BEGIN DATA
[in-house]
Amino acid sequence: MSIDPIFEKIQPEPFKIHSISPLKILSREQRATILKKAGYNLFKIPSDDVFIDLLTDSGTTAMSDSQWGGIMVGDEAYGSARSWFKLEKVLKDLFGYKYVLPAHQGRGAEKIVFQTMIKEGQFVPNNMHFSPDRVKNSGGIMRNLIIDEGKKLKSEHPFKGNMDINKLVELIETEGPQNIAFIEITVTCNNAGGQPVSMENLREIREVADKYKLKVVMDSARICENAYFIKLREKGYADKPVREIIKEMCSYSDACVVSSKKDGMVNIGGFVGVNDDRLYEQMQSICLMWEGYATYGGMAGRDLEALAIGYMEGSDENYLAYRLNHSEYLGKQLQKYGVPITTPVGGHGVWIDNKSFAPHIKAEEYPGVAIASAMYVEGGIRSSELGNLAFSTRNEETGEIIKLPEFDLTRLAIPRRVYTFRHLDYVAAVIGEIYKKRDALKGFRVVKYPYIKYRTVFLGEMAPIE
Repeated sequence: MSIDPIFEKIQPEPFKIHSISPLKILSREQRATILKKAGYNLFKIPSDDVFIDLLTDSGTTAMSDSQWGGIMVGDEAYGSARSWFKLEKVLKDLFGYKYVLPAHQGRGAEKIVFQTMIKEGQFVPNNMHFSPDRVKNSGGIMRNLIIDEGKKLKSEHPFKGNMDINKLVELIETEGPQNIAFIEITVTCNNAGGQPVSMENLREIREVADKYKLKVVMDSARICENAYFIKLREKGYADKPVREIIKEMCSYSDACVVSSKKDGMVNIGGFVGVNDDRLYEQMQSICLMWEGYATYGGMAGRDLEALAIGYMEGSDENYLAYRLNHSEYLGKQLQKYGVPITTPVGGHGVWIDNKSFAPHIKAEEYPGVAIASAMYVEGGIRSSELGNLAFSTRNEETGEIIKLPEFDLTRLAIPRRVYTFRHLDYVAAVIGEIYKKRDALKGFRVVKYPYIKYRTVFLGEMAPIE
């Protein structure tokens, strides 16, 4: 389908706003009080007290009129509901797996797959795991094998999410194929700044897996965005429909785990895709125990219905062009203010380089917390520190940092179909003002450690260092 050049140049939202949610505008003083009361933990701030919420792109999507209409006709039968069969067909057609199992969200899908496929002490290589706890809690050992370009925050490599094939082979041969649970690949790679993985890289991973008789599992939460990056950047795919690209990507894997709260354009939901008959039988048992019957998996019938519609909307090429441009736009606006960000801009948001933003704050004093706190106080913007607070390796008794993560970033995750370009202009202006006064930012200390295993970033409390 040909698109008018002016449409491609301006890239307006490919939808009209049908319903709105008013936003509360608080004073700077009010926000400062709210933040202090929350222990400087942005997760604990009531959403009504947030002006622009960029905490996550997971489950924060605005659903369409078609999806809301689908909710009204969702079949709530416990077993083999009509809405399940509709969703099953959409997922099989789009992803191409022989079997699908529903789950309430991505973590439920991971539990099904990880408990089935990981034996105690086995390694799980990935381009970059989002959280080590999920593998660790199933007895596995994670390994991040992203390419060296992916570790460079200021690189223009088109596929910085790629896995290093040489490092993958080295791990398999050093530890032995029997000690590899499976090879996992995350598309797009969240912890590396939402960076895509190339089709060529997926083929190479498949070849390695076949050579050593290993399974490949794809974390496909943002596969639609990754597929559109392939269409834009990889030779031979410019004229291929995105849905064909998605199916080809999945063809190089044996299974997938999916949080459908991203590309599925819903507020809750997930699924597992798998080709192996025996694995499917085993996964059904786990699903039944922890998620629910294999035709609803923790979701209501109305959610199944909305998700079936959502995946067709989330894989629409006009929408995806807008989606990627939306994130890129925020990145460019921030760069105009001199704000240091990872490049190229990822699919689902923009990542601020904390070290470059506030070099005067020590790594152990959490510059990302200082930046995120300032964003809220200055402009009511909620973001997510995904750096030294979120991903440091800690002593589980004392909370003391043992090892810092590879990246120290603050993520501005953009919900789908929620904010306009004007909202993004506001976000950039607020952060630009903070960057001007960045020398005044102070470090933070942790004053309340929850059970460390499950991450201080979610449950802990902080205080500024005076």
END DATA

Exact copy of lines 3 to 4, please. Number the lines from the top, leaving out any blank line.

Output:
Repeated sequence: MSIDPIFEKIQPEPFKIHSISPLKILSREQRATILKKAGYNLFKIPSDDVFIDLLTDSGTTAMSDSQWGGIMVGDEAYGSARSWFKLEKVLKDLFGYKYVLPAHQGRGAEKIVFQTMIKEGQFVPNNMHFSPDRVKNSGGIMRNLIIDEGKKLKSEHPFKGNMDINKLVELIETEGPQNIAFIEITVTCNNAGGQPVSMENLREIREVADKYKLKVVMDSARICENAYFIKLREKGYADKPVREIIKEMCSYSDACVVSSKKDGMVNIGGFVGVNDDRLYEQMQSICLMWEGYATYGGMAGRDLEALAIGYMEGSDENYLAYRLNHSEYLGKQLQKYGVPITTPVGGHGVWIDNKSFAPHIKAEEYPGVAIASAMYVEGGIRSSELGNLAFSTRNEETGEIIKLPEFDLTRLAIPRRVYTFRHLDYVAAVIGEIYKKRDALKGFRVVKYPYIKYRTVFLGEMAPIE
């Protein structure tokens, strides 16, 4: 389908706003009080007290009129509901797996797959795991094998999410194929700044897996965005429909785990895709125990219905062009203010380089917390520190940092179909003002450690260092 050049140049939202949610505008003083009361933990701030919420792109999507209409006709039968069969067909057609199992969200899908496929002490290589706890809690050992370009925050490599094939082979041969649970690949790679993985890289991973008789599992939460990056950047795919690209990507894997709260354009939901008959039988048992019957998996019938519609909307090429441009736009606006960000801009948001933003704050004093706190106080913007607070390796008794993560970033995750370009202009202006006064930012200390295993970033409390 040909698109008018002016449409491609301006890239307006490919939808009209049908319903709105008013936003509360608080004073700077009010926000400062709210933040202090929350222990400087942005997760604990009531959403009504947030002006622009960029905490996550997971489950924060605005659903369409078609999806809301689908909710009204969702079949709530416990077993083999009509809405399940509709969703099953959409997922099989789009992803191409022989079997699908529903789950309430991505973590439920991971539990099904990880408990089935990981034996105690086995390694799980990935381009970059989002959280080590999920593998660790199933007895596995994670390994991040992203390419060296992916570790460079200021690189223009088109596929910085790629896995290093040489490092993958080295791990398999050093530890032995029997000690590899499976090879996992995350598309797009969240912890590396939402960076895509190339089709060529997926083929190479498949070849390695076949050579050593290993399974490949794809974390496909943002596969639609990754597929559109392939269409834009990889030779031979410019004229291929995105849905064909998605199916080809999945063809190089044996299974997938999916949080459908991203590309599925819903507020809750997930699924597992798998080709192996025996694995499917085993996964059904786990699903039944922890998620629910294999035709609803923790979701209501109305959610199944909305998700079936959502995946067709989330894989629409006009929408995806807008989606990627939306994130890129925020990145460019921030760069105009001199704000240091990872490049190229990822699919689902923009990542601020904390070290470059506030070099005067020590790594152990959490510059990302200082930046995120300032964003809220200055402009009511909620973001997510995904750096030294979120991903440091800690002593589980004392909370003391043992090892810092590879990246120290603050993520501005953009919900789908929620904010306009004007909202993004506001976000950039607020952060630009903070960057001007960045020398005044102070470090933070942790004053309340929850059970460390499950991450201080979610449950802990902080205080500024005076």